I am a feminist gentrifying my neighborhood

I can gentrify my neighborhood. Am I elitist? I have come from far away, like socio-economically. Am I a gentrifier though? I am the first highly educated person in my family. I have been victimized enough for finally moving to Ghent in a financially accessible way to be political. Am I victimized? I am probably rich.

What about ‘big corporations’ buying all the buildings and housing, halfheartedly renovating it, filling it up with ugly designer’s stuff and tripling the initial price. I do not gentrify, they gentrify. My father worked his way up the social ladder, despite having no diploma at all. He started buying, renovating, and renting or selling houses to pay for my education, wherein I specialize in social marginalization, feminism, anti-ableism, anti-classism, queer studies, and anti-capitalism. We live in a society in which housing becomes less accessible everyday which pushes people to the margins of our society. My studies have been enabled by contributions to this process, although there has never been much choice for us. Am I a hypocrite?

I despise the ghosts of my rural past; however, my shift to urban life might have meant a shift to self-identification with a higher class. It is not that rape culture, or conservativeness in general is not an urban problem as well. Maybe this urban space offered me more ways to dissolve from the social groups I had grown into back home. The opportunities the city offered me are re-tracible to a culture that my rural counterparts would call ‘yuppie’. Young, urban professionals, defining fun by consumption, and self-identifying with this consumerist culture that symbolizes privilege.

I am a structuralist blaming capitalist individuals

If I am to support the political emancipation of the oppressed, I cannot identify with these ideals. Not if it involves the exclusion of others. However, I cannot be the only one resisting these mechanisms, because that would make me as isolated as during my teenage years. However, blaming ‘Big Corporations’ would deny my own position in replicating the culture that also those big corporations are part of.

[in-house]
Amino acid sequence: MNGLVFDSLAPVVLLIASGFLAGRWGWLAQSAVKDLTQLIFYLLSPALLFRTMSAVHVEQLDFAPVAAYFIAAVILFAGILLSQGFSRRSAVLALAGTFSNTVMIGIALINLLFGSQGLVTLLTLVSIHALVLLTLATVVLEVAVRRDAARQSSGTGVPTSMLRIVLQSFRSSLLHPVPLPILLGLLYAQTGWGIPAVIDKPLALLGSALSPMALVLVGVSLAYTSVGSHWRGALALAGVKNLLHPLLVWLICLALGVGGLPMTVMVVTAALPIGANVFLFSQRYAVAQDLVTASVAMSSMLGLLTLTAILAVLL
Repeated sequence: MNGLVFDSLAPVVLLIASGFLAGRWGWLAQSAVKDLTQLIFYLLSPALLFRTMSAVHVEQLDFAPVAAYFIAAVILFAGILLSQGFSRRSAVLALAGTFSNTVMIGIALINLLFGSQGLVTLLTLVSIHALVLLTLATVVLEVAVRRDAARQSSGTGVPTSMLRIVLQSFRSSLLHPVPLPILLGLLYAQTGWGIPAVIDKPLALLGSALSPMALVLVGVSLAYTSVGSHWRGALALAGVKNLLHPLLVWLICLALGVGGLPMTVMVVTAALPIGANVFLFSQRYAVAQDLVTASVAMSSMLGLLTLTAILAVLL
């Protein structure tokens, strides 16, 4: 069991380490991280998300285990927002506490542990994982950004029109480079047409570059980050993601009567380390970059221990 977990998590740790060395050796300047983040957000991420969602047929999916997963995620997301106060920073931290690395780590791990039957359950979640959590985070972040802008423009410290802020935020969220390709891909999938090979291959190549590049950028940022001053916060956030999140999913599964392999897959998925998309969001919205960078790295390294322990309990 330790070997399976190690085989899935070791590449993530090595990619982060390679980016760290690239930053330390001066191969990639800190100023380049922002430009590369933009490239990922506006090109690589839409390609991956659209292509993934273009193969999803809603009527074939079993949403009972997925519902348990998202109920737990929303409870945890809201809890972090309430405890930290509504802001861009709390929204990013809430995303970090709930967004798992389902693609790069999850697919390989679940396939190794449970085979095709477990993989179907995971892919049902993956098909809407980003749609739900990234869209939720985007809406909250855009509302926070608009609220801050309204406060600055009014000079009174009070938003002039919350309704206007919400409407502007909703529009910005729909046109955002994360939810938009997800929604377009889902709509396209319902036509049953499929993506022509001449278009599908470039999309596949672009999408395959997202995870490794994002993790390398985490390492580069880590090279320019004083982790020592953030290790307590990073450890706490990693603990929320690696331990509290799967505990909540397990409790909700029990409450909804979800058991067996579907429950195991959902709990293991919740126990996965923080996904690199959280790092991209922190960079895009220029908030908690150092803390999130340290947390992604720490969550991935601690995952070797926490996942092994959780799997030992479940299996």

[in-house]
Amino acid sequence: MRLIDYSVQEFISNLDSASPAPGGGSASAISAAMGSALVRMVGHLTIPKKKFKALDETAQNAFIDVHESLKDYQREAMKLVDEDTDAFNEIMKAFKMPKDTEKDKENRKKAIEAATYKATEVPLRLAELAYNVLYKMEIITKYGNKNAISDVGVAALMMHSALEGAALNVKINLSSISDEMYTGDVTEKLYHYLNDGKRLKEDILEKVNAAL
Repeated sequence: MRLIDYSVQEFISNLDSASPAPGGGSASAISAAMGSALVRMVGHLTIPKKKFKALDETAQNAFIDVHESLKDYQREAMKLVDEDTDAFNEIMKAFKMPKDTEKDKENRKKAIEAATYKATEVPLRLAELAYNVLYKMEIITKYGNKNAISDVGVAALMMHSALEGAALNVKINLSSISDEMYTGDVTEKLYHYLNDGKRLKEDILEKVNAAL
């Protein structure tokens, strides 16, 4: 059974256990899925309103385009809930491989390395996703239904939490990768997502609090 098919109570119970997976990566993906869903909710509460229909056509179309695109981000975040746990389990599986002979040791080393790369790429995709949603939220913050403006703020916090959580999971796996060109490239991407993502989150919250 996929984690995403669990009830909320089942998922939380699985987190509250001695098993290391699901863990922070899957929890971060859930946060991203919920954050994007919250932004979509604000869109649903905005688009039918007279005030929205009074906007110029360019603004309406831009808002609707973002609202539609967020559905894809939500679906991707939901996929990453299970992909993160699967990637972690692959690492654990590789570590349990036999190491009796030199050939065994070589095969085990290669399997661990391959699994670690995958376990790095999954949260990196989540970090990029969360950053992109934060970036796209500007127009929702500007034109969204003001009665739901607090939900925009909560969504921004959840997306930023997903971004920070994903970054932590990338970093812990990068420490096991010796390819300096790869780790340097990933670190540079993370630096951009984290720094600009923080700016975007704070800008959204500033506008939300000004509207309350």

Although a focus on these ‘big corporations’ would prioritize a structural analysis, the statement ‘The personal is political’ remains valid. My urge to step into the patterns of spatial exclusion is political too. I can try and justify my behavior by the vulnerabilities I have known as a teenager. However, I do not see how anything apart from age, maturity and assertiveness would have changed this situation. If I cannot justify this behavior, if I cannot blame myself, if I cannot blame ‘Big Corporations—which would include people like my dad—how do I solve gentrification? How do I solve my elitism? How do I escape this structure? How can I drink expensive coffees undisturbed? No, I mean, how do I stop drinking expensive coffee?

Since 2019, Lebanon's financial crisis is taking the headlines of major newspapers. In this blog post, PhD candidate Cybele Atme outlines, in line with many historical analysis, how Lebanon's contemporary financial system has been shaped by colonialism and foreign interests.
Recently, IMARC Master's students wrote a blog post on one of the central themes of the course 'Urban Issues, Culture and Crime'. Two noteworthy submissions will be featured on the Rotterdam Criminology Blog, and this post features the second blog, written by Kyra van der Boor.
Recently, IMARC Master's students wrote a blog post on one of the central themes of the course 'Urban Issues, Culture and Crime'. Two noteworthy submissions will be featured on the Rotterdam Criminology Blog, and this post features the first blog, written by Elise Maes.